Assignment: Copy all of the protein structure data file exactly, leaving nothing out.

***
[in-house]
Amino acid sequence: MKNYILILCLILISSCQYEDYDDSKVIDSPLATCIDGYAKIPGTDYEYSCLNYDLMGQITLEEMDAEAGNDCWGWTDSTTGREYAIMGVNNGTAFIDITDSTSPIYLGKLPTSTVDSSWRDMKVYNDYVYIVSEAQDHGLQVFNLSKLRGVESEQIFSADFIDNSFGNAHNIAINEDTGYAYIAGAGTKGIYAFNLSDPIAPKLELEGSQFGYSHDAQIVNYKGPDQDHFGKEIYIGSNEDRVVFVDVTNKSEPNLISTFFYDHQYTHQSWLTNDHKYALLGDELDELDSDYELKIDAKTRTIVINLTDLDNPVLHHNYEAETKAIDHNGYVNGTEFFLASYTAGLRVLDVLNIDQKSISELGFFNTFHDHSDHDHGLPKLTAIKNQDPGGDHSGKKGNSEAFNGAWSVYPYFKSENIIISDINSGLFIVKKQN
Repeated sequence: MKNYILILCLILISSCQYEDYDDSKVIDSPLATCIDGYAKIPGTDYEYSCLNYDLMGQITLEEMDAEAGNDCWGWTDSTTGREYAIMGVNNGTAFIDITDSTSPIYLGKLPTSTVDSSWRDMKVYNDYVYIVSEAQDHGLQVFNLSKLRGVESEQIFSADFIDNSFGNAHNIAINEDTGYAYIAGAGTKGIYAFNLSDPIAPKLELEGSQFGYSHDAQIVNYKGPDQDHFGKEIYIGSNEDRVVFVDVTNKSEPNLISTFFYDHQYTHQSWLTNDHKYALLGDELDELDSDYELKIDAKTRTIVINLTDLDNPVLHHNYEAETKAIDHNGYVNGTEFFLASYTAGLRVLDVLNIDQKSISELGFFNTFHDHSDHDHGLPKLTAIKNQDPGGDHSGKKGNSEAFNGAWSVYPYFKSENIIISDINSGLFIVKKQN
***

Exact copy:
[in-house]
Amino acid sequence: MKNYILILCLILISSCQYEDYDDSKVIDSPLATCIDGYAKIPGTDYEYSCLNYDLMGQITLEEMDAEAGNDCWGWTDSTTGREYAIMGVNNGTAFIDITDSTSPIYLGKLPTSTVDSSWRDMKVYNDYVYIVSEAQDHGLQVFNLSKLRGVESEQIFSADFIDNSFGNAHNIAINEDTGYAYIAGAGTKGIYAFNLSDPIAPKLELEGSQFGYSHDAQIVNYKGPDQDHFGKEIYIGSNEDRVVFVDVTNKSEPNLISTFFYDHQYTHQSWLTNDHKYALLGDELDELDSDYELKIDAKTRTIVINLTDLDNPVLHHNYEAETKAIDHNGYVNGTEFFLASYTAGLRVLDVLNIDQKSISELGFFNTFHDHSDHDHGLPKLTAIKNQDPGGDHSGKKGNSEAFNGAWSVYPYFKSENIIISDINSGLFIVKKQN
Repeated sequence: MKNYILILCLILISSCQYEDYDDSKVIDSPLATCIDGYAKIPGTDYEYSCLNYDLMGQITLEEMDAEAGNDCWGWTDSTTGREYAIMGVNNGTAFIDITDSTSPIYLGKLPTSTVDSSWRDMKVYNDYVYIVSEAQDHGLQVFNLSKLRGVESEQIFSADFIDNSFGNAHNIAINEDTGYAYIAGAGTKGIYAFNLSDPIAPKLELEGSQFGYSHDAQIVNYKGPDQDHFGKEIYIGSNEDRVVFVDVTNKSEPNLISTFFYDHQYTHQSWLTNDHKYALLGDELDELDSDYELKIDAKTRTIVINLTDLDNPVLHHNYEAETKAIDHNGYVNGTEFFLASYTAGLRVLDVLNIDQKSISELGFFNTFHDHSDHDHGLPKLTAIKNQDPGGDHSGKKGNSEAFNGAWSVYPYFKSENIIISDINSGLFIVKKQN